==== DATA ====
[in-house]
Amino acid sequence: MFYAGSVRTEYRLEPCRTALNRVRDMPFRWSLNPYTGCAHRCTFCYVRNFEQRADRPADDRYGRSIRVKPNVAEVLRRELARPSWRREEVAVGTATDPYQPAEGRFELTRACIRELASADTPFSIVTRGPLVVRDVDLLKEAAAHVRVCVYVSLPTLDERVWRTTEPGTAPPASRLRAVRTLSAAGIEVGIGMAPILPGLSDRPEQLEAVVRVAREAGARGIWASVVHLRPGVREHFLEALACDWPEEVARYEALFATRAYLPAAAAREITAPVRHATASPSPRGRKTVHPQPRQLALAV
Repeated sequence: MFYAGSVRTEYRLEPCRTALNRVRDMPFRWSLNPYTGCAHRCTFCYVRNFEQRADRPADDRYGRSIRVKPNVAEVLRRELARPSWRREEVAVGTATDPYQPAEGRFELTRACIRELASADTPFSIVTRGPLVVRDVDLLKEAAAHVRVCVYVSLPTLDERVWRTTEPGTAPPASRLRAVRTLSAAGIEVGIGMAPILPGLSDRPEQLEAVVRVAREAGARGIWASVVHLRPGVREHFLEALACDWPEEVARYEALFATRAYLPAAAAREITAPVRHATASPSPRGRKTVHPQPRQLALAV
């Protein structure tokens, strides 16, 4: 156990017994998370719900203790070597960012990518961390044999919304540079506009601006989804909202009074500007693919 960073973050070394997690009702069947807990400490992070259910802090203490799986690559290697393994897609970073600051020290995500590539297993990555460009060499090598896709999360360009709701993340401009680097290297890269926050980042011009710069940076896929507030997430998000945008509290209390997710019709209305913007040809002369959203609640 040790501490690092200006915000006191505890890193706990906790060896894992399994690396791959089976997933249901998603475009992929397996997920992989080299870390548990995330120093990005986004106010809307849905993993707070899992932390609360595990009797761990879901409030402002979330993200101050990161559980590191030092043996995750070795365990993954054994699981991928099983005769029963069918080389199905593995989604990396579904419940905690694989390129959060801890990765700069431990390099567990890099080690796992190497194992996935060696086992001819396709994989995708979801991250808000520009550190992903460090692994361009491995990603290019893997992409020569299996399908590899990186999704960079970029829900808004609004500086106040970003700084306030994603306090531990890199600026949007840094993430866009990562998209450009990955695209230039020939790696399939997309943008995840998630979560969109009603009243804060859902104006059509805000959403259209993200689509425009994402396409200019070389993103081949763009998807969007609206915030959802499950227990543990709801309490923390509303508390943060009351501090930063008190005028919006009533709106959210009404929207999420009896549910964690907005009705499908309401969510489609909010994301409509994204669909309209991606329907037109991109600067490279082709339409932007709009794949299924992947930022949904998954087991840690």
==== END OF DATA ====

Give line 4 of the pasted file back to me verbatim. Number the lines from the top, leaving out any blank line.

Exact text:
């Protein structure tokens, strides 16, 4: 156990017994998370719900203790070597960012990518961390044999919304540079506009601006989804909202009074500007693919 960073973050070394997690009702069947807990400490992070259910802090203490799986690559290697393994897609970073600051020290995500590539297993990555460009060499090598896709999360360009709701993340401009680097290297890269926050980042011009710069940076896929507030997430998000945008509290209390997710019709209305913007040809002369959203609640 040790501490690092200006915000006191505890890193706990906790060896894992399994690396791959089976997933249901998603475009992929397996997920992989080299870390548990995330120093990005986004106010809307849905993993707070899992932390609360595990009797761990879901409030402002979330993200101050990161559980590191030092043996995750070795365990993954054994699981991928099983005769029963069918080389199905593995989604990396579904419940905690694989390129959060801890990765700069431990390099567990890099080690796992190497194992996935060696086992001819396709994989995708979801991250808000520009550190992903460090692994361009491995990603290019893997992409020569299996399908590899990186999704960079970029829900808004609004500086106040970003700084306030994603306090531990890199600026949007840094993430866009990562998209450009990955695209230039020939790696399939997309943008995840998630979560969109009603009243804060859902104006059509805000959403259209993200689509425009994402396409200019070389993103081949763009998807969007609206915030959802499950227990543990709801309490923390509303508390943060009351501090930063008190005028919006009533709106959210009404929207999420009896549910964690907005009705499908309401969510489609909010994301409509994204669909309209991606329907037109991109600067490279082709339409932007709009794949299924992947930022949904998954087991840690």